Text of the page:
Beside the E6 and E7 oncogenes, recent studies emphasize the role of two other viral proteins in HPV induced oncogenesis: E5 and E2.

5. E5 HPV

E5 HPV16 is a hydrophobic protein (83 amino acid long), localized in the intracellular membranes (plasma membrane, endoplasmic reticulum, nuclear envelope and Golgi apparatus) [96]. Based on its interactions with cellular proteins, E5 seems to be a weak transforming protein. These interactions lead to alterations in normal biological activity and evasion of the immune response. E5 gene encodes short hydrophobic peptides, which have mitogenic activity, synergic with EGF (epidermal growth factor) [97]. In hrHPV infections, (e.g. HPV 16) EGF receptor increases 2-5 times in the human keratinocytes expressing E5, leading to cell proliferation. This suggests that HPV16 E5 plays a major role in expanding populations of HPV16-infected basal keratinocytes in vivo by augmenting extracellular growth signals in viral infected cells (enhancing ligand-dependent EGF-R activation). E5 oncoprotein binds and inhibits the activity of the 16 kDa subunit of vacuolar ATP-ase (V-ATPase), altering the endosomal acidification and degradation of EGF-R [98, 99]. The delay of EGF-R degradation can be reached by E5 interference with membrane trafficking and the fusion of early and late endosomes [100].

E5 activates EGF-R signaling pathway through either EGF-dependent or EGF-independent processes, but it is also capable of interacting with, enhancing/ altering the signaling of other different classes of growth factor receptors like:

  • G protein-coupled endothelin receptor [96]; this interaction induces mitogenic activity of ET-1, leading to the chronic stimulation of keratinocyte proliferation;

  • keratinocyte growth factor receptor/ fibroblast growth factor receptor 2b (KGF-R/FGF-R2b); these receptors are down-modulated by E5, through reduction of transcripts and protein [101, 102].

  • connexin 43 interferes with E5, in order to inhibit gap junction-mediated communication between epithelial cells in monolayer [103] and in raft cultures [104]; this makes the transformed cells more insensitive to homeostatic growth control signals from adjacent normal cells. Moreover, E5 seems to be involved in induction of cell fusion [105, 106, 107] a critical event in the early stage of HPV-associated cervical cancer. There are experimental data which support E5 role in cervical cancer. It seems this viral protein increases the efficiency of keratinocytes immortalization induced by E6 and E7 oncogenes [108] and affects cell-cell communications [109]

In early infection, E5 appears to inhibit programmed cell death [110] using different mechanisms like: (a) down regulation of the total amount of Fas receptor and reduction of Fas surface location; and (b) alteration of the formation of Death-Inducing Signalling Complex (DISC) triggered by TRAIL [111]. While E5 did not down-regulate TRAIL receptor expression, it was found to inhibit TRAIL signaling by interfering with the formation of the TRAIL DISC and thereby inhibiting the cleavage of procaspases-3 and -8, as well as of PARP [111]. Therefore, it is possible that E5 interferes with the ability of the immune system to eliminate infected cells by impairing death receptor signaling. Together, the results of these studies provide strong evidence that E5 contributes to the evasion of immune surveillance during the early stages of HPV infection.

In contrast, HPV16E5 sensitizes human keratinocytes to apoptosis induced by osmotic stress, perhaps due to cell membrane modifications caused by this strong hydrophobic molecule [111]. On the other hand, E5 can inhibit the ER stress pathway, cyclooxygenase-2 (COX-2), XBP-1 and IRE1a, but this seems to be limited to the high risk genotypes, favoring viral replication and persistence [112].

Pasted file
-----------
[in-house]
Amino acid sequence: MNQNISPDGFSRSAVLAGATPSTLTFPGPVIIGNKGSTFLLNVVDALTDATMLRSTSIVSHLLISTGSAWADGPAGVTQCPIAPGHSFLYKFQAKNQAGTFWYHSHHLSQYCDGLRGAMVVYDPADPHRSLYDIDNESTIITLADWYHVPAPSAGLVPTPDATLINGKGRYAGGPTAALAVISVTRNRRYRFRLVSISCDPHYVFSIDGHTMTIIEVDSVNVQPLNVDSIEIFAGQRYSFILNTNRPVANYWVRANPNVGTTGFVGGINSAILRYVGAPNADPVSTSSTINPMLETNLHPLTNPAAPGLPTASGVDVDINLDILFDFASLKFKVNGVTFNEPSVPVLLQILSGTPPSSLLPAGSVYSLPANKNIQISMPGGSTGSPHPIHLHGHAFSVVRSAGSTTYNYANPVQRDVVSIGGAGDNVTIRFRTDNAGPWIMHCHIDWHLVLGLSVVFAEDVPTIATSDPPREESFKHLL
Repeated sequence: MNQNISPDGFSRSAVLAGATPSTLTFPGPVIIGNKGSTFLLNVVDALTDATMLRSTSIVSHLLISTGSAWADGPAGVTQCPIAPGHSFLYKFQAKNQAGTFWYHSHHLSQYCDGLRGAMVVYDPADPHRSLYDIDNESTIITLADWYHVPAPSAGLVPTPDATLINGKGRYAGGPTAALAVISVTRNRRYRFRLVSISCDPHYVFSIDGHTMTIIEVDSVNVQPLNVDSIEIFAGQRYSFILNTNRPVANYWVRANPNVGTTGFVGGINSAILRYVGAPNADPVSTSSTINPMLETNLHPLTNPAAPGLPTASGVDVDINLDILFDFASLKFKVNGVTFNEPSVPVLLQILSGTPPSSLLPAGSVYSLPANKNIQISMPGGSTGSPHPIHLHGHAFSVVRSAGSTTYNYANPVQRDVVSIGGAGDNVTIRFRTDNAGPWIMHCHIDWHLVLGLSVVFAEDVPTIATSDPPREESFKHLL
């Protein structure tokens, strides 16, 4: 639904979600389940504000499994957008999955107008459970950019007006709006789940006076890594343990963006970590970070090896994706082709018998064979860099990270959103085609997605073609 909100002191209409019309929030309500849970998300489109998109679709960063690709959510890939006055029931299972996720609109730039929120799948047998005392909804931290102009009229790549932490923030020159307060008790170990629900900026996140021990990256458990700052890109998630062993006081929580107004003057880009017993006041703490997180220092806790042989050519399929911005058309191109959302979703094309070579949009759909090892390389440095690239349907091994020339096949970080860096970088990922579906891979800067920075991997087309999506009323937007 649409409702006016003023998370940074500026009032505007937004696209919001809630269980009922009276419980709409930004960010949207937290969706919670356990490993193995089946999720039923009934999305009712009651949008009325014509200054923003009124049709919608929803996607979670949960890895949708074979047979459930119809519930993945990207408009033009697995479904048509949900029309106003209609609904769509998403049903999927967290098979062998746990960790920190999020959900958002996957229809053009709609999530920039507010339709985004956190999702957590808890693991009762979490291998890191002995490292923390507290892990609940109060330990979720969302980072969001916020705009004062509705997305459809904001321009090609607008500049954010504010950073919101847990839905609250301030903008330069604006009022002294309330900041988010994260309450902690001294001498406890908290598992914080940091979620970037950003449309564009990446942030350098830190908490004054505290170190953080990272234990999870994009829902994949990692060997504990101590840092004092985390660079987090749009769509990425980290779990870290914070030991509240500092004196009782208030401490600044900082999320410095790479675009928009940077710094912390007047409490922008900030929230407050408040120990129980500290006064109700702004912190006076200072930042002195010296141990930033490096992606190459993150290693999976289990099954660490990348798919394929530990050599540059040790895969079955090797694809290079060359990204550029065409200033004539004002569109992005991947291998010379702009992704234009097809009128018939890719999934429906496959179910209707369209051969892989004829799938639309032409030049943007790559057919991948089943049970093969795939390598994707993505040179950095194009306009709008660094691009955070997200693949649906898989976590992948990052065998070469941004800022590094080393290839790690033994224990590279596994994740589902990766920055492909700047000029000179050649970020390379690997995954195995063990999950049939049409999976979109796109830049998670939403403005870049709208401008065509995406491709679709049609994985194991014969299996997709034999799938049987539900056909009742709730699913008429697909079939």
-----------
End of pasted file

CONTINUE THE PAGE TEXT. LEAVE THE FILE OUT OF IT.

The role of E5 in HPV transformation might be due to alteration of innate and adaptive immune responses. E5 protein seems to down-regulate MHC/HLA class I, through alkalinisation of the endomembrane compartments [113] and the direct interaction of E5 with the heavy chain of the MHC class I complex [114, 115]. E5 gene is often deleted during viral DNA integration into the host cell genome. This might suggest a dispensable role of this gene in oncogenesis but the fact that E5 mRNA is the most abundant viral transcript prior integration sustains its role in early phases of tumorigenesis.

6. E2 HPV

The E2HPV protein exhibits complex functions independent of transcription; it can modulate the host cells in concert with the viral vegetative cycle. Recent data point out that E2HPV could be involved in early carcinogenesis [13]. E2 is a repressor of E6 and E7 transcription in the HPV context. E2HPV is involved in viral transcription and replication [116, 117], forming together with E1 a complex with viral origin of replication and recruiting cellular DNA replication machinery (DNA polymerases, replication protein A, replication protein C, topoisomerase I/II and proliferating-cell nuclear antigen) in order to facilitate viral DNA replication [116]. It was noted that E2 protein is expressed at relatively high levels in differentiated cells of the intermediate layers of CIN lesions; on the other hand, its expression is decreased with progression of the lesions and is absent in most of the cancers in situ, being inversely correlated with expression of E7 [13, 118]. E2 is an unstable protein expressed in both the nuclei and cytoplasm of infected cells, and is degraded through the proteasome [119, 120]. In most cases, HPV integration occurs by breaking the E2 gene region. Re-expression of E2 in cervical carcinoma cell lines appears to be detrimental to cell proliferation due to the induction of G1 cell cycle arrest through repression of the endogenous E6/E7 expression, as well as due to induction of cellular senescence and apoptosis [121, 122]. The fact that E2 can regulate the activities of E6 and E7 via transcriptional control or by direct interaction [28], suggests that HPV genome integration may result from a strong selective pressure on the virus to avoid E2-induced apoptosis while modulating the survival of infected cells through the activities of E6 and E7.